Ulterior Motives

How goals, both seen and unseen, drive behavior

I don’t remember your name, but your pace looks familiar: Marathons and memory

Marathons are good and bad for memory.

I enjoy running. On a good week, I might get out and run 3 or 4 times, and run between 10 and 20 miles total. I collect a few t-shirts by running in races, but I have made a clear decision not to run a marathon. Four hours of running just seems like too much wear-and-tear on the body. The stress of running a marathon also has an effect on your mind.

A paper in the June, 2009 issue of Psychonomic Bulletin and Review by Teal Eich and Janet Metcalfe (a daughter-mother research team) looked at the effects of marathon running on memory. They tested marathon runners either a couple of days before the race (in a public setting near other runners) or within 30 minutes of completing the race (in a public setting near other finishers).

Runners were given both tests of explicit and implicit memory. Explicit memory is what we usually think of as memory. That is, the ability to remember a specific thing you saw in the past. Implicit memory involves some evidence that you encountered something in the past without necessarily being able to say when and where you encountered it.

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To start off, the runners were given a list of 26 words, and they rated the words for how pleasant they were. They also did two types of memory tests. They did an implicit memory test first and then they did an explicit memory test.

Marathon RunnerNext, they did an implicit memory test. Runners saw the first few letters of words (called word stems) and were asked to write down the first word that came to mind that started with those letters. Thirteen of these word stems were the start of words that people had seen on the list of words rated for pleasantness, though the test didn't mention anything about the words that people had rated for their pleasantness. If people fill in the word stem with words from the previous list, they are showing an influence of having seen that list before.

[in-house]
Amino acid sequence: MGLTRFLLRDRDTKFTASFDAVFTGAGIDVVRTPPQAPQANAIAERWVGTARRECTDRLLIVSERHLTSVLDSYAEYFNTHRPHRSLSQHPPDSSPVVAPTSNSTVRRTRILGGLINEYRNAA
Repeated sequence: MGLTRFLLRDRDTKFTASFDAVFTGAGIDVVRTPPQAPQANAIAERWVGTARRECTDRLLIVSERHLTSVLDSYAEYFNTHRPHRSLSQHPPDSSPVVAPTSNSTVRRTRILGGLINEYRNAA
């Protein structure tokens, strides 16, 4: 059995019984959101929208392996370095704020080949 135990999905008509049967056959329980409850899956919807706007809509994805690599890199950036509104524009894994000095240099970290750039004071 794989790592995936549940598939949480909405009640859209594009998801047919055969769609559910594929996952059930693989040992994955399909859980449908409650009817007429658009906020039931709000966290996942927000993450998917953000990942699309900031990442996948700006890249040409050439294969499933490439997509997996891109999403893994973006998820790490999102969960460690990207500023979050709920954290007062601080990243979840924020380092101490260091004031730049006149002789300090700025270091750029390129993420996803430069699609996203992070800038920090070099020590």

Finally, they did an explicit memory test. They saw another list of word stems (different from the stems in the implicit memory test). This time, they were told that the stems came from words that were part of the list that they saw earlier. They were told to write down the word from the list that started with that stem. This is a test of explicit memory, because the runners have to remember that the word appeared on the list they had seen.

So what happened?

As you might expect given the stress of running a marathon, runners who had just completed the marathon were worse on the explicit memory test than runners who had not yet run the marathon. The difference was not huge, but it was statistically reliable.

More surprisingly, the implicit memory test showed the opposite effect. That is, people who had just run a marathon were actually more likely to fill in a word stem with a word from the previous list than runners who had not yet run the marathon.

It is not at all clear why these two measures of memory led to different results. There are lots of reasons why memory ought to get worse after a marathon. The marathon is stressful to the body, and it leads to the release of hormones to deal with that stress. There are changes in levels of brain chemicals that help neurons pass along signals following a marathon. In addition, the body also has lots of waste products in it from breaking down sugars and using them to power muscles. However, none of these factors predict that runners would both get worse on an explicit memory test and at the same time would get better on an implicit memory test after a marathon. So, this paper presents one of those interesting studies that ends with a mystery. And hopefully researchers will continue to examine this interesting finding.

Art Markman, Ph.D., is a cognitive scientist at the University of Texas whose research spans a range of topics in the way people think.

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